Exposé Online banner

Finisterre — In Limine
(Mellow MMP 291, 1996, CD)

by Mike Grimes, 1997-02-01:

In Limine Cover art

After a respectable first album, Finisterre returns with a solid follow-up. The band doesn't really have any weak links. All of the musicians are on about the same musical level, and their compositions and arrangements reflect this balance nicely. In this age of one-man-bands, it's nice to hear a strong group effort. At times moody and atmospheric, at times jazzy and heavy, In Limine has lots of diversity. The base five-piece group is often augmented with a variety of different acoustic instruments ranging from strings to brass to wind. These guest musicians actually contribute quite a lot to music throughout the album. The last two tracks "Algos" and "Orizzonte delgi Eventi" especially take advantage of the orchestral element. Many of the acoustic parts bring King Crimson's "The Night Watch" to mind. They don't sound exactly like that song, but recall that same mood. Even many of the shorter tracks are pretty intricate compositions with multiple sections. Often part changes involve switching the focus between the electric and acoustic instruments. One song can go from sounding like a peaceful symphonic piece to a fast-paced Ozric Tentacles style number. There are sporadic vocals, both in English and Italian, but much of the album is instrumental. Dissonant harmonies and jazzy chord voicings permeate the album. The guitarist uses many different tones and sometimes makes the guitar sound remarkably like a sax. You certainly won't get bored because any of the songs sounding too repetitive. In Limine is a well-rounded release.


by Alain Lachapelle, 1997-02-01:

Finisterre surprised us last year with their debut album. In Limine is an excellent follow-up. Compared to their first, we find here in most pieces more of an acoustic atmosphere. Time is given to install sonic foundations and stretch forward. The atmosphere is generally more pensive, carried admirably by the flute of new member Francesca Biagini, who along with the nuanced and expressive work of new drummer Marcello Mazzocchi supports the thoughtful moods found throughout In Limine. This is a gentle music rendered with due dedication by fellows Boris Valle playing the grand piano and Hammond organ, Fabio Zuppanti on a harmonically supportive bass an lead vocals, Stefano Marelli on mostly acoustic guitar and lead vocals, and also a host of guests on cello, vocals, violin, trumpet, clarinet, and Edmondo Romano (Eris Pluvia, Ancient Veil) on soprano sax and recorder. In Limine stands out as a mature work that ranks along the best in progressive rock. It becomes oft-rediscovered soundscapes strongly rooted in the essence of a commitment towards an expressive yet subtle and gentle music, a rich musical research that simply awaits your listening. Highly recommended.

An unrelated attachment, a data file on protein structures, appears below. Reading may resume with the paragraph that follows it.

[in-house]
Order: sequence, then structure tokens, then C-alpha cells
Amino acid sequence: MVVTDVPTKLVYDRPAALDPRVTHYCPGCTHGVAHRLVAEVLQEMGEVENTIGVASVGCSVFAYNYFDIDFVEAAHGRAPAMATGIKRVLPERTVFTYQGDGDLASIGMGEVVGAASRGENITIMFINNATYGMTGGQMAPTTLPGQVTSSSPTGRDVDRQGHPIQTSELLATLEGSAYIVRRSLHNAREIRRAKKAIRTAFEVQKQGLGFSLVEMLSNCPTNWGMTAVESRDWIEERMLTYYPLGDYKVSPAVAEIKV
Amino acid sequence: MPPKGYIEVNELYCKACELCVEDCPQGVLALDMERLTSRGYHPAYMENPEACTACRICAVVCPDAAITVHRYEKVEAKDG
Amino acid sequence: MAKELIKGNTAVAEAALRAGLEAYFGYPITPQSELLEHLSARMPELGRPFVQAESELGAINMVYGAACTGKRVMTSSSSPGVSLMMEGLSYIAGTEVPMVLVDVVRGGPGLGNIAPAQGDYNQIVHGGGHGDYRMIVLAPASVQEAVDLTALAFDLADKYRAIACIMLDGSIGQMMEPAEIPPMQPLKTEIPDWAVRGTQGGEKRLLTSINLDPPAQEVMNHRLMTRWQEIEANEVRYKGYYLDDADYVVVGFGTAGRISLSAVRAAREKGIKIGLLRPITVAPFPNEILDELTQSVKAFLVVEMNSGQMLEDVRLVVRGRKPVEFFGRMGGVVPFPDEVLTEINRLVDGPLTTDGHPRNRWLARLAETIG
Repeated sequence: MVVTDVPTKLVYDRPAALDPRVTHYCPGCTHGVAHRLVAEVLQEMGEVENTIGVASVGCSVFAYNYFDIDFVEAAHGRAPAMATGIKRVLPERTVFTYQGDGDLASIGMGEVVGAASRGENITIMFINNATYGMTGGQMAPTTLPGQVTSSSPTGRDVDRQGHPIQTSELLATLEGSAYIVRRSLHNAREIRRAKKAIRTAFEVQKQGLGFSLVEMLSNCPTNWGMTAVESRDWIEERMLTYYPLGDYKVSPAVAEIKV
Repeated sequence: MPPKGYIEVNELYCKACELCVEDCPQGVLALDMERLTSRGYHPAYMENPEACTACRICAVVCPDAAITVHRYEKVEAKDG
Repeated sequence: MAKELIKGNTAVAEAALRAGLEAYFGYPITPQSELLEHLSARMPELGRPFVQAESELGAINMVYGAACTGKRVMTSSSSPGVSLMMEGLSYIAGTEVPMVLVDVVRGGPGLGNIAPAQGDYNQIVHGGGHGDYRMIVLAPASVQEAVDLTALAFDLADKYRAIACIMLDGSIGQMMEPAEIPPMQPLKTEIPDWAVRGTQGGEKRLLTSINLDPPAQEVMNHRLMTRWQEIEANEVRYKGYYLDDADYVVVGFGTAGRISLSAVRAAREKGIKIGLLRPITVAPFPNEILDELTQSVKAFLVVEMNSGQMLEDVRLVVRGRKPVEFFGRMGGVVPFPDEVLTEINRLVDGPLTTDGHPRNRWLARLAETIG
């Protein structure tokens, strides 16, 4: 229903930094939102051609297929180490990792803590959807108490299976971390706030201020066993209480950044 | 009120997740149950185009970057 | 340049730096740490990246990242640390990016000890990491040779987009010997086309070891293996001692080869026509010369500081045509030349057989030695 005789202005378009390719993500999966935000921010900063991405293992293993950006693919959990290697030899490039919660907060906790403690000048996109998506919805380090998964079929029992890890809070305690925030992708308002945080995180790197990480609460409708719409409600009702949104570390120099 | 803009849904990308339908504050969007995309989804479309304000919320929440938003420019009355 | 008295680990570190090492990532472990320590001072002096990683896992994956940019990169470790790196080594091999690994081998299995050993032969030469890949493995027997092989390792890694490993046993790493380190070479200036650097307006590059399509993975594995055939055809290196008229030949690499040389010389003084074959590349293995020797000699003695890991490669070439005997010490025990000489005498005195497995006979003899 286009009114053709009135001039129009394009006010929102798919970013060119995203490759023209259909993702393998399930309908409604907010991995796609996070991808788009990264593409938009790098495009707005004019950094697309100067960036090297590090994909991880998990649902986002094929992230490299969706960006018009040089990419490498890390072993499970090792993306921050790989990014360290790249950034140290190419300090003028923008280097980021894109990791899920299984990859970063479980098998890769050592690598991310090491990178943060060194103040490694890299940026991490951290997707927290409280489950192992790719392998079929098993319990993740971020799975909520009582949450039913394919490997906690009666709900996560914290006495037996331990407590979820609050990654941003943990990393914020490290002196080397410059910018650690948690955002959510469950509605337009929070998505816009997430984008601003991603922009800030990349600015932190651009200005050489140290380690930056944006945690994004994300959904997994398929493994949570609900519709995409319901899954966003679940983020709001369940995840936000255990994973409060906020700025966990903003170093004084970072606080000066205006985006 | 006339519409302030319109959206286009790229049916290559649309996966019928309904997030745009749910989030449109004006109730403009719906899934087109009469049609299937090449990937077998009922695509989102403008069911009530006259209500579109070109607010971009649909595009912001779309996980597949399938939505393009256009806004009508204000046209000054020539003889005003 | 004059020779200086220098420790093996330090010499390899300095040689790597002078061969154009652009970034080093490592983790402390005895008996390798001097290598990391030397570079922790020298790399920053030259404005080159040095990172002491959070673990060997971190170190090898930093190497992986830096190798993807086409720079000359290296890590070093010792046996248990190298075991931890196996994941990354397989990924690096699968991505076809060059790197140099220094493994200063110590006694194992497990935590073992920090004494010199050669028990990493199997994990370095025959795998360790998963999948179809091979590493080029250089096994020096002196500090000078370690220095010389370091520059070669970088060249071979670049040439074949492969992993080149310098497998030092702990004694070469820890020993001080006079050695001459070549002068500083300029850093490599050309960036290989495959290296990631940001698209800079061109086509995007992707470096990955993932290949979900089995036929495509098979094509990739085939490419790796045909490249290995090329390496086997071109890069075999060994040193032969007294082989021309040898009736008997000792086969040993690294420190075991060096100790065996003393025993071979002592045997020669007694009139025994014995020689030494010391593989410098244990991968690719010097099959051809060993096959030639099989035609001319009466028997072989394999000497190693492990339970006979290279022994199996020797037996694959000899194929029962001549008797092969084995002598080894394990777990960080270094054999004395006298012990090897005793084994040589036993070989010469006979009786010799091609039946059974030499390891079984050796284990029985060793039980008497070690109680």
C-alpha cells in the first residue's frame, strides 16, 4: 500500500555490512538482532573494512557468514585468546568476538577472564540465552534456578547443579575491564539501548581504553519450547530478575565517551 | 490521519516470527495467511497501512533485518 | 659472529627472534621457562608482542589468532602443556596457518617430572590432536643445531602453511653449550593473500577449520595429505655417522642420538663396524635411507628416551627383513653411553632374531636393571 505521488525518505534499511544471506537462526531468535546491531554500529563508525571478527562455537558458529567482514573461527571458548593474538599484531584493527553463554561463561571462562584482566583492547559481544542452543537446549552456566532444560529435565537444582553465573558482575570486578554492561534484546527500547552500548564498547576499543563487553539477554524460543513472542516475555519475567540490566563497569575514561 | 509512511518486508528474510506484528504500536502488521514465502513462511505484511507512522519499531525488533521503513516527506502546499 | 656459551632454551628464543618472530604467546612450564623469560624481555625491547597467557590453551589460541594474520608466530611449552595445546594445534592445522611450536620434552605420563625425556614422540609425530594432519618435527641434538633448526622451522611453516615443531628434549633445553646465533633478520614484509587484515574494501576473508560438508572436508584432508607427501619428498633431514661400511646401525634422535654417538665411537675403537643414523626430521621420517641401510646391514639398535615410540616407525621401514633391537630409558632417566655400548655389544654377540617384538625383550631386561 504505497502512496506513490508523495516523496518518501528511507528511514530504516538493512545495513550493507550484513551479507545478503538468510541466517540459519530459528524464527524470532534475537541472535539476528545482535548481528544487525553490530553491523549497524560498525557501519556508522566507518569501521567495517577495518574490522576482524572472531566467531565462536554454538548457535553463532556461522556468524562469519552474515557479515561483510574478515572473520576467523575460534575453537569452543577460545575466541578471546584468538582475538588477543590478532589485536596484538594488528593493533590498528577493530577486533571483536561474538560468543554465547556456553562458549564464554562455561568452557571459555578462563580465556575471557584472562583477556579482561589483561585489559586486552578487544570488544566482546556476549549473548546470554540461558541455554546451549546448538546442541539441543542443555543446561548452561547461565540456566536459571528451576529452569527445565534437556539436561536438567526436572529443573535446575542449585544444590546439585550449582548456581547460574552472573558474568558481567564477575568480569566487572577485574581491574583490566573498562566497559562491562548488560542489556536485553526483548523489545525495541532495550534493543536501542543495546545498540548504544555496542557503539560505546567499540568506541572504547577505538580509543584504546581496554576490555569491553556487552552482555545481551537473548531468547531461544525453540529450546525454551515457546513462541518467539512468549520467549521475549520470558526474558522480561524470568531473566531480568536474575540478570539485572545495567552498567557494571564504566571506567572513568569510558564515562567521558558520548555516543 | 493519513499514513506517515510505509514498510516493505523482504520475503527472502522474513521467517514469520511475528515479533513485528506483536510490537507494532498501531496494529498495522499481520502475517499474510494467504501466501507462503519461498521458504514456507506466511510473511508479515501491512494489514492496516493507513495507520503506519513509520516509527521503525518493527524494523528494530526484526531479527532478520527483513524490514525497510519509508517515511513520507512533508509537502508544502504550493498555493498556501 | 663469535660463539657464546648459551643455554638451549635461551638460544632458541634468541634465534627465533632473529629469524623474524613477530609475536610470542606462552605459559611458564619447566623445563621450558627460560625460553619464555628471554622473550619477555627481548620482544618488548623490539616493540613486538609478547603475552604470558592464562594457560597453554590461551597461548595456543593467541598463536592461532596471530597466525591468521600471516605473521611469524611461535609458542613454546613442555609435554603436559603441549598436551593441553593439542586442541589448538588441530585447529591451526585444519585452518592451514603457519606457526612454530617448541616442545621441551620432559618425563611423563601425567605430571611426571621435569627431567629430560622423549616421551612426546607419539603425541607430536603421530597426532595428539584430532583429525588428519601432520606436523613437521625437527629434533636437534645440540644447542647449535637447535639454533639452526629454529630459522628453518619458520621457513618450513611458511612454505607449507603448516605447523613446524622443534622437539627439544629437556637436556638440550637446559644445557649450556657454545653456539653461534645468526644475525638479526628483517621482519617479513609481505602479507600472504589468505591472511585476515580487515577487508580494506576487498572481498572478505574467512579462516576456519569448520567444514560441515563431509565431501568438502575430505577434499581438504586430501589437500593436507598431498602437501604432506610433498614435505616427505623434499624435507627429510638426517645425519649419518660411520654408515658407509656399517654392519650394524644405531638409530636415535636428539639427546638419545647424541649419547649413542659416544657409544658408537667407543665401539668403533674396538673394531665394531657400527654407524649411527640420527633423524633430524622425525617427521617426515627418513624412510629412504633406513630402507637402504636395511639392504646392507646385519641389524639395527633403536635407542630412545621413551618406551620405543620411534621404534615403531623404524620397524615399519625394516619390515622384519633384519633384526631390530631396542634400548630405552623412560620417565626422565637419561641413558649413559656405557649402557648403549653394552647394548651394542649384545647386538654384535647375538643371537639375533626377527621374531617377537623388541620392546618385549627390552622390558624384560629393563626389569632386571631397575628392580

by Mike McLatchey, 1997-02-01:

Still spacey, ethereal and sublime, Finisterre are one of the most interesting of the new Italian groups, skirting the Marillion school that so many are fond of and embracing that refined subtlety I thought was left being in Italy's 70s (or at least since Ezra Winston's Ancient Afternoons in 1989.) Finisterre’s music moves in slow waves, almost ambient at times. The wide palate of instrumentation including many analog synths, flutes, and guitars gives the overall feel reminders of bands like Celeste, Errata Corrige, or Banco at their most restrained. Yes, Finisterre's trump card is atmosphere and the luxurious instrumentation is quite effective in its execution. The music is folkier this time around and the spirit of Italy's 70s at times is revived with the varying classical and Mediterranean themes. While a few more intense and upbeat parts would have balanced out the entirety more, Finisterre’s blend is authentic, well thought out and precariously beautiful. I'm sure they're on to something although the potential hasn't quite panned out yet. A beautiful album overall.